Some of the major targets for reducing spoilage are microbes including bacteria. In the wild, a variety of species roam effortlessly searching for the next place to thrive. For them, vegetables and fruit are the perfect residence. When they attach, they begin a common process of growth and spread. The result is a large microbial mass called a biofilm. As the microbes continue to grow, they break down the cellular matrix of the food, causing it to turn colour and eventually degrade to slime. Also, as the bacteria feed, they release waste, which can sometimes be noxious to our sensitive nostrils. Within a few days, the once-beautiful food becomes nothing more than a mess.

But there may be a way to preserve foods to ensure a longer shelf life at a reasonable cost. The answer is not physical or chemical, it's microbiological. Using bacteria to preserve foods has been around for millennia in the guise of fermentation. The practice has been for the most part forgotten in Canada thanks to refrigeration and chemical preservatives. Yet in many areas of the world, this routine continues to be one of the best ways to keep food fresh.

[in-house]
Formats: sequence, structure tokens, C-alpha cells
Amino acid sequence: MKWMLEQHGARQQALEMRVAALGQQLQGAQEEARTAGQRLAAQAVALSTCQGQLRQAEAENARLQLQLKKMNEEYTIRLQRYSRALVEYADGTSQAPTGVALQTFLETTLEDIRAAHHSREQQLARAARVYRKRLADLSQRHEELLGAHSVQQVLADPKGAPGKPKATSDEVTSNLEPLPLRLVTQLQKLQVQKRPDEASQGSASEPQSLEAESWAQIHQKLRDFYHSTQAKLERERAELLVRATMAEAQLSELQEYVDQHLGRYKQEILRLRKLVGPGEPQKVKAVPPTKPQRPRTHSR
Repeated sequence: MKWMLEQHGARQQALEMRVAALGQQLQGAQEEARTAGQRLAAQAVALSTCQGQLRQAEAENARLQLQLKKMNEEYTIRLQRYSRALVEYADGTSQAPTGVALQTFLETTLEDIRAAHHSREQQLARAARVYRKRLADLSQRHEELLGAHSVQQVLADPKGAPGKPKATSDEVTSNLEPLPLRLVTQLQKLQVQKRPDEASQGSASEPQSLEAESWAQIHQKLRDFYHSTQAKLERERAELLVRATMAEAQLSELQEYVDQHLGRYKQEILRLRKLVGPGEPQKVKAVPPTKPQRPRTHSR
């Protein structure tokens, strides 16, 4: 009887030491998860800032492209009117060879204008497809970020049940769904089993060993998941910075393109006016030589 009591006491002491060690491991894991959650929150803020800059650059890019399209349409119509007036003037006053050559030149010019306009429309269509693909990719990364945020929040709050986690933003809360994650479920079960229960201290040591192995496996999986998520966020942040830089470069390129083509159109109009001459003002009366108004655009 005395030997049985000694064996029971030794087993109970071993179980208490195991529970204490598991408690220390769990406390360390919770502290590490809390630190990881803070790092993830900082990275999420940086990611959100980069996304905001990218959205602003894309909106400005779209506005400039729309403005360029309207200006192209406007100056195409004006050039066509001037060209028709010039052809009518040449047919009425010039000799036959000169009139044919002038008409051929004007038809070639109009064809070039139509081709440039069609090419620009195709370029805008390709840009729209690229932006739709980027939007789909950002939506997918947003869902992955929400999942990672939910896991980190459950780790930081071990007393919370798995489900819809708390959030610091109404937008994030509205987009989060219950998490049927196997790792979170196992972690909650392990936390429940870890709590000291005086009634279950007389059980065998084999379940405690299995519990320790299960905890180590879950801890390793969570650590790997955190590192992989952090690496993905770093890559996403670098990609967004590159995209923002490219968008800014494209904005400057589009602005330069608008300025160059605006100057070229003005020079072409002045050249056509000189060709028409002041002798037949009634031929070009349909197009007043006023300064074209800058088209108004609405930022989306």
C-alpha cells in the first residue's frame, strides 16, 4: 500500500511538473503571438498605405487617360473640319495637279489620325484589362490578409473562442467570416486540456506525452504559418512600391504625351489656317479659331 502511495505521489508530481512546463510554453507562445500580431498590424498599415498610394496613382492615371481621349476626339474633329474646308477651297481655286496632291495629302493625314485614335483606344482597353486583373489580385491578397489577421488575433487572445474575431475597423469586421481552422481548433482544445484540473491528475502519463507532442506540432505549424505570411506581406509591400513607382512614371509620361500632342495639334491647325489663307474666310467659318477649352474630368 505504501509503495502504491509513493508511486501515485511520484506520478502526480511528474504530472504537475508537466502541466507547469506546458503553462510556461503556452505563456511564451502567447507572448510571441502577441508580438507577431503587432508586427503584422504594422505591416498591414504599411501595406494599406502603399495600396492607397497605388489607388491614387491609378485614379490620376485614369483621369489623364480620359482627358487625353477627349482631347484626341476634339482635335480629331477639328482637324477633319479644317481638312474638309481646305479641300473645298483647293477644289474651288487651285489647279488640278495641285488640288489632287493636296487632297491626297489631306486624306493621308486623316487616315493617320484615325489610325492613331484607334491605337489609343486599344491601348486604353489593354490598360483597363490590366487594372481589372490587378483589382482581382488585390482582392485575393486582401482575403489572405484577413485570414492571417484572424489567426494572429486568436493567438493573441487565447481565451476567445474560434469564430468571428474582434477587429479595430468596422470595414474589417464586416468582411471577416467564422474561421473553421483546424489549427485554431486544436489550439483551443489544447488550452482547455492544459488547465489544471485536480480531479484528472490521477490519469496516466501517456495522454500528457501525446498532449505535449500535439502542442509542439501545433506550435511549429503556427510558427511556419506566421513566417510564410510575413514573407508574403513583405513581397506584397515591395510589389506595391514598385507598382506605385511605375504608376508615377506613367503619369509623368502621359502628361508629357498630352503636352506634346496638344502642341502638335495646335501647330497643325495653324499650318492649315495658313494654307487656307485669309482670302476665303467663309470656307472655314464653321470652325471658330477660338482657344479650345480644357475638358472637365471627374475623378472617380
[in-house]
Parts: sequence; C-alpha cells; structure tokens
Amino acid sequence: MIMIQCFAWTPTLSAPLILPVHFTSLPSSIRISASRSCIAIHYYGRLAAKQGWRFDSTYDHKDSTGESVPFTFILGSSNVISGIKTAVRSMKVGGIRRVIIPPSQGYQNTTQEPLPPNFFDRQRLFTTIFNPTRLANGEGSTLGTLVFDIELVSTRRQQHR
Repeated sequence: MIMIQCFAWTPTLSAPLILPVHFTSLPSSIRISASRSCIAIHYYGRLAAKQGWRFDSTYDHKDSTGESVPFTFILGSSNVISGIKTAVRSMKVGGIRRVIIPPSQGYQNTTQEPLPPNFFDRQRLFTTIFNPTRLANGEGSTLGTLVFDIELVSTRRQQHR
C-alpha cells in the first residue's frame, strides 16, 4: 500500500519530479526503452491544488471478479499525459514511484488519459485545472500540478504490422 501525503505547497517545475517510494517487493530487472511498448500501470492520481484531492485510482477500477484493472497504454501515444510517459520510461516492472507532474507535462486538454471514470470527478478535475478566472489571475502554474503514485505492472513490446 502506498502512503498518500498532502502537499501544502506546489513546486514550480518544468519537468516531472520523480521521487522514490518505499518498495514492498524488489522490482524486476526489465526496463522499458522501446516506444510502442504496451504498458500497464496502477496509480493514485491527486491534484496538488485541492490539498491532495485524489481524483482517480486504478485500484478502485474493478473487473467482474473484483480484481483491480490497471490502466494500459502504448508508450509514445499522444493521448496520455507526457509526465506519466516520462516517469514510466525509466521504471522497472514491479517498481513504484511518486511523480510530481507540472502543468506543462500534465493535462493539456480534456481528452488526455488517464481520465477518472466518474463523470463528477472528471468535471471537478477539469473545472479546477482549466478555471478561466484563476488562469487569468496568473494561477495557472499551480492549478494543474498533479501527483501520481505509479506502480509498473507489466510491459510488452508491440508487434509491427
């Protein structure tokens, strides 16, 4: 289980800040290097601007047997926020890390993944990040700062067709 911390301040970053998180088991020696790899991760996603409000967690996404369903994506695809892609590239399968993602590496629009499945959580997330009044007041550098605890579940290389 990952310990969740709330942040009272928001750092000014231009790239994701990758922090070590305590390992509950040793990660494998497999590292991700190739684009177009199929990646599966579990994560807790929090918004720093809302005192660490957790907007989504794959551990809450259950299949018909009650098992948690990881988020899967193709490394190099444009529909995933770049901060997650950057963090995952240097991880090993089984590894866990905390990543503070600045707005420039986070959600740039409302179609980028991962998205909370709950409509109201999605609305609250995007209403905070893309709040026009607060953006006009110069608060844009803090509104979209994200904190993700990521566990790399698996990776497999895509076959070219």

The fermentation procedure is essentially the same. A bacterial mix -- sometimes called a starter culture -- is added to foods usually in water or some other liquid. Over time, the bacteria change the nature of the food, adding acidity and a host of antimicrobial compounds. This helps to prevent spoiling bacteria from growing. After a matter of a few hours, days, weeks, or in some cases months, the food is kept fresh and can be enjoyed far later than the usual shelf life.